## VideoPhoto

Showing posts with label table. Show all posts
Showing posts with label table. Show all posts

## 29 January, 2022

### Unique Advanced Filtering

Advanced filtering in Excel is in fact nothing new in recent years, but it is a very useful feature, worth revisiting and reminding its role in data analysis and presentation. In the following example I demonstrate how you can filter the selected data (a list in this case) to show the unique names/IDs, based on just one simple criteria. Not only that; at the same time you can get an additional information - number of times each of the unique names/IDs appears in the list. Here's the setup and the result:

## 17 January, 2022

### Calculating an AVERAGE between any two dates

You've created a table which contains a column with dates. Now you need to do some calculations on numeric data included between some two selected dates. E.g., you want to calculate average of some 'Output' numbers falling within one month, December 2021, like in this table:

If your table is sorted by the 'Date' column, the simplest way to get your average 'Output' is as follows:

## 11 January, 2022

### Excel Chart and COVID-19

In most cases a graphical display let us to see what otherwise we wouldn't be able to perceive in the structure of a table. The chart and fragment of the table presented below confirm that. The chart summarizes clearly the progress and number of recorded human deaths - per one million people - caused by Covid-19 within one-year span, in populations of the five European countries. It's easy to notice, the following:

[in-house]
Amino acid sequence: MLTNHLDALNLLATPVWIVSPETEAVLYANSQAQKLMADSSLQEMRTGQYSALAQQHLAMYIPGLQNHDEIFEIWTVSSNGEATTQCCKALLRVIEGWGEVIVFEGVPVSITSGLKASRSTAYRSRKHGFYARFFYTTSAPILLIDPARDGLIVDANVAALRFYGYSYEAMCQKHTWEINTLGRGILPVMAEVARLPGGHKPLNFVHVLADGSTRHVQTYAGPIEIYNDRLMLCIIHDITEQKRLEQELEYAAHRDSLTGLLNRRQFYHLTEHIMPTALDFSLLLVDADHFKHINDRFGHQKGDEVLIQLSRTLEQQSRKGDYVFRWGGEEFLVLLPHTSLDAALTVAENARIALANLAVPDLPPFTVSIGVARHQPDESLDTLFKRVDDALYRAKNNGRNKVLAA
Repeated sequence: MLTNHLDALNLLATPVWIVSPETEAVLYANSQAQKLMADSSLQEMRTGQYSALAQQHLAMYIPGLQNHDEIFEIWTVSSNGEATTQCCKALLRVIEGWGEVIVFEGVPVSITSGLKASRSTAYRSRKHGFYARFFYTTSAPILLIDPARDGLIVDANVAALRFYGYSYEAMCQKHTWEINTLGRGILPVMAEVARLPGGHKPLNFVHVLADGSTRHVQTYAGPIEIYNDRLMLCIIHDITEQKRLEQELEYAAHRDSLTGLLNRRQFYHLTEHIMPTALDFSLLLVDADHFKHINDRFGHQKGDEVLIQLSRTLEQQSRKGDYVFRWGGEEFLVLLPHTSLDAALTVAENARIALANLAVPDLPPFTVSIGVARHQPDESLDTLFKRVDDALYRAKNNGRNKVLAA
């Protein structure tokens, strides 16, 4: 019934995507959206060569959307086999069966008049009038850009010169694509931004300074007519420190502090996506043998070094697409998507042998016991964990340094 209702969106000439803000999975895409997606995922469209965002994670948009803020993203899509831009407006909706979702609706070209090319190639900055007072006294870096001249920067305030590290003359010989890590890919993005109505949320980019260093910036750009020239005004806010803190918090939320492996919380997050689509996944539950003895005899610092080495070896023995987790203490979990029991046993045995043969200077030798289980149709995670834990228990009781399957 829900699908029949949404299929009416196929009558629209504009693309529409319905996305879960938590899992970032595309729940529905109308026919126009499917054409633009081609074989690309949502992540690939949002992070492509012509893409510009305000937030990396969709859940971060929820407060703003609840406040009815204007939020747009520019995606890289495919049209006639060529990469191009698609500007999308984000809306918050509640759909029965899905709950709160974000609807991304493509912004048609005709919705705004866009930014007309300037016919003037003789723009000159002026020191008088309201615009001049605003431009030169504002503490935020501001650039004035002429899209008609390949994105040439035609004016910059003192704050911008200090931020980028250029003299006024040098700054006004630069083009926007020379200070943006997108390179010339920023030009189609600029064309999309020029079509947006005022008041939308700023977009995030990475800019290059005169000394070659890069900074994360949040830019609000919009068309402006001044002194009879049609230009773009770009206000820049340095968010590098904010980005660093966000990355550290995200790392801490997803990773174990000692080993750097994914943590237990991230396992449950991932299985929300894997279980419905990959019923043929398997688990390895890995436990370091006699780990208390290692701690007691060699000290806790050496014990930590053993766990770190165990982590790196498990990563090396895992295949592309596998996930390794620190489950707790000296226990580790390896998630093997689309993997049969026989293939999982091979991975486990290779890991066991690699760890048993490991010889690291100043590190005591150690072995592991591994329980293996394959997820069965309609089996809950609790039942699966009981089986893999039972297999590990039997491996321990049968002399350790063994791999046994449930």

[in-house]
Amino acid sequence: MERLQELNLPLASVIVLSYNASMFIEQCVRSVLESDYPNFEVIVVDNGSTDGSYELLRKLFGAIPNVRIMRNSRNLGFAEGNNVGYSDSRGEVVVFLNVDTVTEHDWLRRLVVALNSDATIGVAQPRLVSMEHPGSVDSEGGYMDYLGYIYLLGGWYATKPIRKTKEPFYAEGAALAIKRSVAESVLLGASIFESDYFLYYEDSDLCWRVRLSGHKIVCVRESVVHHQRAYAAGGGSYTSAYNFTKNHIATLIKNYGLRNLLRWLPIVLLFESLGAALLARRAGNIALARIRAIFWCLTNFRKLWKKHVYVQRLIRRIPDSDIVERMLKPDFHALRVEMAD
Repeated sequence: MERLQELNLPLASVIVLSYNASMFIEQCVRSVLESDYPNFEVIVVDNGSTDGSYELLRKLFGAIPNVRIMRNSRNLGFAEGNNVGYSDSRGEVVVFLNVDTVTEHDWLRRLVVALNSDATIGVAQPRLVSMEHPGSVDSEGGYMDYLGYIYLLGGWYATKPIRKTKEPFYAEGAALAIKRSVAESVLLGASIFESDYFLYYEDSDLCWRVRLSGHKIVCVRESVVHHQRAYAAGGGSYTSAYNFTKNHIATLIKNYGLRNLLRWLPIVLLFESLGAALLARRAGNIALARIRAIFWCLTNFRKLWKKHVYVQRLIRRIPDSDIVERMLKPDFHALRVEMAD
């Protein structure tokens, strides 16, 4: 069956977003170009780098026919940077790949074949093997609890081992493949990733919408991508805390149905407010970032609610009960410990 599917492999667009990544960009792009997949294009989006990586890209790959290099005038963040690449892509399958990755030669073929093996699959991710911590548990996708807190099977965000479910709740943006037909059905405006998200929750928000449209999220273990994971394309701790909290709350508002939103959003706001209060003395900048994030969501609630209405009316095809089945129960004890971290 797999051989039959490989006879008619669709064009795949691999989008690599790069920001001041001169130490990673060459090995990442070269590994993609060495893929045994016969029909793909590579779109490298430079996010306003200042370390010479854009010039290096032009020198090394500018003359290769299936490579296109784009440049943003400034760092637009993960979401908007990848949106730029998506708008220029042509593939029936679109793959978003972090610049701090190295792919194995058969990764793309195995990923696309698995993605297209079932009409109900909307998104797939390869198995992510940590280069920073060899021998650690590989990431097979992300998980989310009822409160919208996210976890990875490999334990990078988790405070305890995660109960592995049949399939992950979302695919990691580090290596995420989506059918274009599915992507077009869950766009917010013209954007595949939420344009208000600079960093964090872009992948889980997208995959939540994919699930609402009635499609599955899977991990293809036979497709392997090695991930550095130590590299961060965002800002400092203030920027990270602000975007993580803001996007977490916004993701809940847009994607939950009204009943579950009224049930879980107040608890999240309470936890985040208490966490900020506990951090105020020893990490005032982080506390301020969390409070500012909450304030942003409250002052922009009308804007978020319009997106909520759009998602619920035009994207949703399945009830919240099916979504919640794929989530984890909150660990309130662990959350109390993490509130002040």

UK:  1.85 deaths per 1000 people within the year, and further
IT:    1.84 deaths
FR:  1.48 deaths
PL:   1.45 deaths
DE:  0.92 deaths

Plateau of deaths caused by Covid-19 is visible in several summer months, followed then by quite sharp rise during wintery weather.

The table is based on data published on:

• https://www.worldometers.info/coronavirus/

## 04 January, 2022

### Template for Basic Data Summary/Analysis

If you have collected and organized some data in table(s) or list(s), the first thing you might need could be to get quick general analysis/evaluation of that data - before going any further with some math, statistical or graphic analysis.

The following example provides easy solution, kind of a template, for that preliminary summary and basic analysis.

Here's just illustrative table of random data. Let's say you want to know "everything" about this set of values.

## 22 November, 2021

### SUMMING UP selectively based on references - using ARRAY FORMULAS

Some business sells some products, e.g. vegetables, to various countries/ merchants. Records of sales are kept in Excel table, like in this simple example:

## 02 November, 2021

### VLOOKUP without limits (case-sensitive): using IF+ INDIRECT+MATCH+EXACT+INDEX functions

Here is a small data table, as an example of Excel table, created for the purpose of this exercise: